Solo Traveling

Everything you need to know about Solo Traveling
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In the mood for solo traveling?

In that case, this article is just right for you!

Even if your first solo trip may seem unfamiliar and alienating at first, this way of traveling gives you a whole new freedom to experience your own adventures in exactly the way that suits your style.

To give you a closer insight into solo traveling, we asked our Adventure Crew member, pro freerider and surfer Lena Stoffel how she feels about solo traveling and how her last solo trip in September went.

How is Solo Traveling different from “normal” travel?

Lena: Well, for me personally it differs mainly in the planning. I plan a travel route differently when I’m alone. I plan in advance where I will stop and look for good and safe pitches or campsites. I chose my destination so that I can surf, but also in a way that I know there are good places to stay. I also have friends on the Atlantic coast that I wanted to visit. I try to take a short break every two to three hours on the trip and don’t drive more than six to eight hours during the day. I also download interesting podcasts or audio books. What I can recommend as well, better stop for your snack, otherwise it can give quite a mess and distract enormously while driving. Without a passenger, some things become a bit more difficult while driving.


Are there any particular challenges when traveling solo?

Lena: Of course you worry about whether you can always manage everything as well on your own. For example, when looking for a parking space and then parking. But I have to say that so far I have always been positively surprised, the helpfulness among campers is really enormous and I have always found a helping hand pretty fast.


What makes it special for you to travel alone?

Lena: When traveling solo, you are of course extremely confronted with yourself. To be honest, that’s exactly what put me to the test during my last trip. I had all opportunities and at the same time the freedom and the curse of being able to make every decision myself. And that’s not always as easy as you might think at first. But when it works out the way you want it to, it works out really well and that gives you more confidence in your decision-making.


What are the biggest differences for you between solo traveling and traveling with friends or family?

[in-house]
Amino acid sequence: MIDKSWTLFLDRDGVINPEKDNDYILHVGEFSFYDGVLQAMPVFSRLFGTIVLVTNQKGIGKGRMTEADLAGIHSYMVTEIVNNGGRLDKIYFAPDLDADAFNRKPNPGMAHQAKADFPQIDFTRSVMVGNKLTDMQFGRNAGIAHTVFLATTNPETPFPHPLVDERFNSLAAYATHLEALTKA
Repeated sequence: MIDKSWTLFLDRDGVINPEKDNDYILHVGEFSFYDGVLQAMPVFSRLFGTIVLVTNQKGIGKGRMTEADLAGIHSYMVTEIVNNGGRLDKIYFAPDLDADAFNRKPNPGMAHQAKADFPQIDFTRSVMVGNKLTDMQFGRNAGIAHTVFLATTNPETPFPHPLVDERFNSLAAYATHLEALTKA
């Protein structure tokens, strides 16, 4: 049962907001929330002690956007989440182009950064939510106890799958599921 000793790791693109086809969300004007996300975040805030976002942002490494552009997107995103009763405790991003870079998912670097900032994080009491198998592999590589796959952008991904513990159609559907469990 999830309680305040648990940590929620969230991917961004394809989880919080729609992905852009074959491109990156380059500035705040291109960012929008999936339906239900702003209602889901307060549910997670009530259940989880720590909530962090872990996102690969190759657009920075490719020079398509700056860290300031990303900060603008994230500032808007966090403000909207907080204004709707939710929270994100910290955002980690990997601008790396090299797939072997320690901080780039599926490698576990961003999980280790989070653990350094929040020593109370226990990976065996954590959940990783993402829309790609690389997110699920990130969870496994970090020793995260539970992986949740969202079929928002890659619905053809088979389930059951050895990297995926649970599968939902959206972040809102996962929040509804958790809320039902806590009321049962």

Lena: Traveling long distances alone is something completely different and much more strenuous than, for example, traveling with two or three people. That’s why you should think through your travel plans well in advance. If there are several of you, it also feels okay to be a bit more spontaneous. The big advantage of solo traveling is that you can do whatever you want. You can surf where and when you want and organize your day freely. If you travel together with friends or family, you can’t help but adapt and compromise. This of course limits your freedom more than when traveling solo. So if you want to have the freedom to organize yourself without compromise and experience your own adventures, then solo travel is absolutely worth it.


Where have you been in the past and what are your favorite destinations for solo traveling?

Lena: When I travel solo, my favorite places to go is France, to be more specific Hossegor and Biarritz would be spots that are great to explore solo. But also Northern Spain is a good place for solo traveling, especially if you want to have an adventurous surf vacation. Besides the surfboard, I usually have my bike with me, which is the best way to explore the surroundings. But also the one or other hike is often part of my To Do list. So you can see a country of course super very close and it is possible to plan routes that are not passable with the camper.


What does a typical vacation day look like for you?

Lena: In the morning I set the alarm about 1 hour before sunrise, then I stay in bed for about half an hour. After getting up, the first thing I do is make myself a coffee, then I check the sea with the cup still in my hand. If it looks good, then I go surfing directly after the coffee. Then I have breakfast. Sometimes I arrange to meet friends or acquaintances for a second surfing session, or for lunch or dinner. In between there are the boring things like shopping or filling the camper.


Do you keep in touch with friends and family or are you completely offline on your trip?

Lena: On the last trip I had friends here on site. And also, I always inform my boyfriend and family where I am and how I am doing. So I’m not completely offline.


Thank you for your impressions Lena!


Now it’s your turn, experience your own solo adventure far away from comfort zones and compromises!

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